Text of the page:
All the gigs of my life: Gig 55 – Manic Street Preachers, Saturday, March 31, 2001, Brixton Academy

Day two of 2001’s Manics Weekend is one I will never forget, but for all the wrong reasons.

Most of my memories of this day are things I didn’t write in my diary. I remember waking up this Saturday morning in a truly untouchable mood. I’d just been to one incredible Manics gig, and had another in front of me that night. Life didn’t get much better than that. Then I remember being out at an optician’s appointment, and the sudden, world-obliterating pain, the worst abdominal pain I’d ever experienced. I remember crawling back home to my tiny Chelsea room and curling up into a little ball of agony for the rest of the day.

And then I remember being on the tube to Brixton, the pain somewhat lessened but still pretty strong, thinking to myself, ‘is it really such a good idea to go to this gig’?

I didn’t start my diary entry for this gig until four days afterwards, and this is how it started:

“Belated report: Manics Cure My Worst Stomach-Ache Ever Miracle Shocker! Collapsing in agony all day, drag myself to Brixton and dance like a loony for an hour or so, pain-free!!!”

I remember walking into the standing area of the Academy, seeing a large crowd already there in front of me, as I was a little later getting there than usual. And the moment I took my spot in the crowd, the pain was gone. After such a miserable day, to find myself suddenly completely pain-free, AND about to see my favourite band in the world, was the most exhilaratingly, intoxicatingly joyous experience I’ve ever known. I don’t know what mix of adrenaline and happy brain chemicals kept me going that night, but damn, it was good. Even four days later I was still clearly possessed by, as I put it, the ‘luntic cheery-ness’ of the night.

And they did “Faster” and James did “Raindrops” in his acoustic bit, the old singalong of lunatic cheery-ness (“under neon loneliness, lunatic cheery-ne-yehess”) and humourous and witty types from the balcony above chucked their drinks over the edge so – hey! – raindrops (or rather beerdrops) were indeed falling on our heads. “I ain’t gonna stop the rain by complaining”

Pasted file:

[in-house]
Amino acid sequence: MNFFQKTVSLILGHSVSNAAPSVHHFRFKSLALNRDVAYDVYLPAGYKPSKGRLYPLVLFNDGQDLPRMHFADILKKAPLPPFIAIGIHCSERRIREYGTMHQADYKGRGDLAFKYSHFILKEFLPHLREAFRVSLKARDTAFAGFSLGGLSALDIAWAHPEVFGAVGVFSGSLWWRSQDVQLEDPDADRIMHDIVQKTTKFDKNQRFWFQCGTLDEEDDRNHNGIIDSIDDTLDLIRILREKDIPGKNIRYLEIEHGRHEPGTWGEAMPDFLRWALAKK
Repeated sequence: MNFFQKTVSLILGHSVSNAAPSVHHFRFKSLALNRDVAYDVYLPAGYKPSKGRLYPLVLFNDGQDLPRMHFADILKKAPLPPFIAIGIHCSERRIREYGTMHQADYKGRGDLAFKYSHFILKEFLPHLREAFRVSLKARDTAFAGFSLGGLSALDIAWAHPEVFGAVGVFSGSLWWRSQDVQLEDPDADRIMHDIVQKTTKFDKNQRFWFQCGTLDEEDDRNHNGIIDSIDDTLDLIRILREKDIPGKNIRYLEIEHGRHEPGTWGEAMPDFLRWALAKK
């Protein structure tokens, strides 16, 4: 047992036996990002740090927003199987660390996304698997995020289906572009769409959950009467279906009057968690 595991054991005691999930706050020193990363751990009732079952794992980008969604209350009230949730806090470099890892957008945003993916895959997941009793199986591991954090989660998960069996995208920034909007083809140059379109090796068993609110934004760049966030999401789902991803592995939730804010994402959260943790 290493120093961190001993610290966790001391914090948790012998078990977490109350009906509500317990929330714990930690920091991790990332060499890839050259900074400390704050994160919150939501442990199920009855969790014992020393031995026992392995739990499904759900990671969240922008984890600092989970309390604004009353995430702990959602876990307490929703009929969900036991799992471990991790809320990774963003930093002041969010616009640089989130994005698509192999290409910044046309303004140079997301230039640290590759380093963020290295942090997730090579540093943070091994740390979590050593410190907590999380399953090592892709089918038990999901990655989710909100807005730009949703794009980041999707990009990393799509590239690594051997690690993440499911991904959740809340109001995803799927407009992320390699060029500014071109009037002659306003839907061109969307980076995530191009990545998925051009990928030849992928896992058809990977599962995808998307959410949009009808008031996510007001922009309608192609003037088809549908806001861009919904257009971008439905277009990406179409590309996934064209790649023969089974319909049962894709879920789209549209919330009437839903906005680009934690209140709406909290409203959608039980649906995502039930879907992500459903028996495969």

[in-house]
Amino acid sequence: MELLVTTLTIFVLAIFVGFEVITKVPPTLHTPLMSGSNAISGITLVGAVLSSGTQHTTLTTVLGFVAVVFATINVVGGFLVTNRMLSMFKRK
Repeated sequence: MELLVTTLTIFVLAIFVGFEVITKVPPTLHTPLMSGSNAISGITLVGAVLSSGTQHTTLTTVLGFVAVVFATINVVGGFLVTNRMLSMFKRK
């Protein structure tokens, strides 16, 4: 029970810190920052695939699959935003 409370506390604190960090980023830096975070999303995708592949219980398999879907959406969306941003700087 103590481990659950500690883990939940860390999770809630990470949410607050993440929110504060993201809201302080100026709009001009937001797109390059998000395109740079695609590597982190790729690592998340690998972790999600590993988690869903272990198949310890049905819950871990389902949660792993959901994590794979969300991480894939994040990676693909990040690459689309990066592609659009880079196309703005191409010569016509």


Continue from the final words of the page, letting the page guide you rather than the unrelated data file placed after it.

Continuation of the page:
And then he did “Small Black Flowers That Grow In The Sky” which was utterly utterly life definingly great. As usual.

Oh! and “Yes” was introduced as a song from Party Hits of the 90’s. And two of the most glorious tunes were “You Stole The Sun From My Heart” where the atmosphere palpably ignited every time James sang “I love you all the same!”, and “Tsunami” with its glorious sky rocketing “in between in between in between in between!” leading into that blazingly euphoric chorus.”

It’s incredible to reflect on how much energy I had that night, after a day being immobilised by pain.

I hadn’t been so possessed with leapin’ about and hollering along since the first Wembley gig of Dec ’98. There’s something to be said for Not Going Down The Front Every Single Gig Of Your Life.”

At the time of this gig, I was a few months away from finding out what had caused the awful pain, but in the end it turned out I had endometriosis. I had a difficult road ahead of me, full of tests and pills and hospital appointments and surgeries which continue to the present day. But at least I was able to forget all my worries and dance like a loony for an hour or so at the start of it all, and as ever, I have the Manics to thank for that.

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